To Shoe or Not to Shoe: Part 5

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In this seven part series I sat down with one of this country’s leading farriers to tackle the age old debate of shoeing your horse verses leaving him or her barefoot. The series is both controversial and enlightening and in the end, my goal is to provide information on both sides of the fence so that you may make an informed decision about your horse’s shoeing needs.

In the first two installments, To Shoe or Not to Shoe: Part 1 and To Shoe or Not to Shoe: Part 2 I introduced the series and provided some initial shoeing factors. In To Shoe or Not to Shoe: Part 3 I covered the healthy hoof and options to protect it. Finally, in To Shoe or Not to Shoe: Part 4, my expert provided some trimming options to consider should you decide to leave your horse barefoot. In this week’s post, Part 5, we’ll talk about reasons an owner may decide to shoe his or her horse.Part 5 (Reasons to Shoe):  If you feel that your horse may be a candidate for a change to his current level of podiatry care Davis recommends that you consider the following signs:

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• Interfering.  If a horse that has not previously had a history of interfering begins to do so you should discuss this with your farrier. He or she, in addition to visually and physically examining the horse, may ask to see him move out in hand and/or perform under saddle before making a recommendation.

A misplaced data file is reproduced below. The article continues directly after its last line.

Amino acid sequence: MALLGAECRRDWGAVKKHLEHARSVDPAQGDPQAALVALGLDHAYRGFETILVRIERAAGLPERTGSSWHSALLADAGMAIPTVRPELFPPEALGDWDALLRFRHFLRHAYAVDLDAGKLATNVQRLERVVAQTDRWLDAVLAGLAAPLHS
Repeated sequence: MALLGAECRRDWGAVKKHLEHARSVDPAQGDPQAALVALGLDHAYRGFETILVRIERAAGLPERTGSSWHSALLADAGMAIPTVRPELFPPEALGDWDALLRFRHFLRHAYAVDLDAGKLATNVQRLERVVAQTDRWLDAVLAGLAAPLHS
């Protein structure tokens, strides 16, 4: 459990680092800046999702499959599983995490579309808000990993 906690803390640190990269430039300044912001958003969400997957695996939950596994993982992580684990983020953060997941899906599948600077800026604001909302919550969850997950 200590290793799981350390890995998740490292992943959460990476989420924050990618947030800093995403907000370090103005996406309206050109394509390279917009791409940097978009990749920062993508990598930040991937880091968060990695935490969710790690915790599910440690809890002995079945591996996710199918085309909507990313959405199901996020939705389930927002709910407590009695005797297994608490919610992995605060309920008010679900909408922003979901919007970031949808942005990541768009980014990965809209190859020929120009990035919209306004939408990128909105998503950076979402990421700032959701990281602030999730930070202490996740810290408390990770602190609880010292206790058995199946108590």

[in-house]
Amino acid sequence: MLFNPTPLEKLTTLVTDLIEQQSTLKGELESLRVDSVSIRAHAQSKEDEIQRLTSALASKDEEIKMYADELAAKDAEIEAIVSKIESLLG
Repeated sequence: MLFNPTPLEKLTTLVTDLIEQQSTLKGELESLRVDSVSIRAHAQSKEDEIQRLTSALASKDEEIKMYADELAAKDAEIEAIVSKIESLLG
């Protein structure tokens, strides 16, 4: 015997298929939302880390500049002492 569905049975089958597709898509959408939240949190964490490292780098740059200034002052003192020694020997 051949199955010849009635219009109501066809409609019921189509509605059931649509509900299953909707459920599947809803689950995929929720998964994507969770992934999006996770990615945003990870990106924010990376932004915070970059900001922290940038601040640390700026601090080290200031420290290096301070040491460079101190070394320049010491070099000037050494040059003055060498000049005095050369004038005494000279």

• Reluctance to move out. A change such as this in your horse’s behavior may indicate a need for further examination.

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• Changes to the horse’s feet.  An observant owner should always take special care to observe the horse’s feet when cleaning them out. If an owner notices that the horse is walking more on the sole or has sole bruising, this should be discussed with his farrier.

• Changes in riding disciplines. A different discipline may have different shoeing regulations. Even if the regulations remain the same, your horse may need to add shoes or require a different type of shoe than the one he is currently shod in in order to provide, for example, more traction.

• Signs that horse isn’t “right” while under saddle. If an owner/rider begins to notice changes to the horse’s way of going while under saddle he or she should discuss this with the horse’s team of caregivers. In some cases, this may indicate a need for a change in his shoeing methods.

Interested in learning more? In the final two series installments we’ll cover steps you can take in order to make certain that you choose the best possible farrier both to advise you with this and other challenging decisions and, once the decision has been made, to implement that decision with your horse. In the last post of the series you’ll learn ways to that you, regardless of your trimming and shoeing decisions, you can provide optimal hoof care.

About the expert: Jeremy Davis has been a professional farrier for nineteen years. He is a Certified Journeyman Farrier with the American Farriers Association and is a Diplomat with the Worshipful Company of Farriers. He is currently the Farrier in Residence at The University of Tennessee College of Veterinary Medicine.

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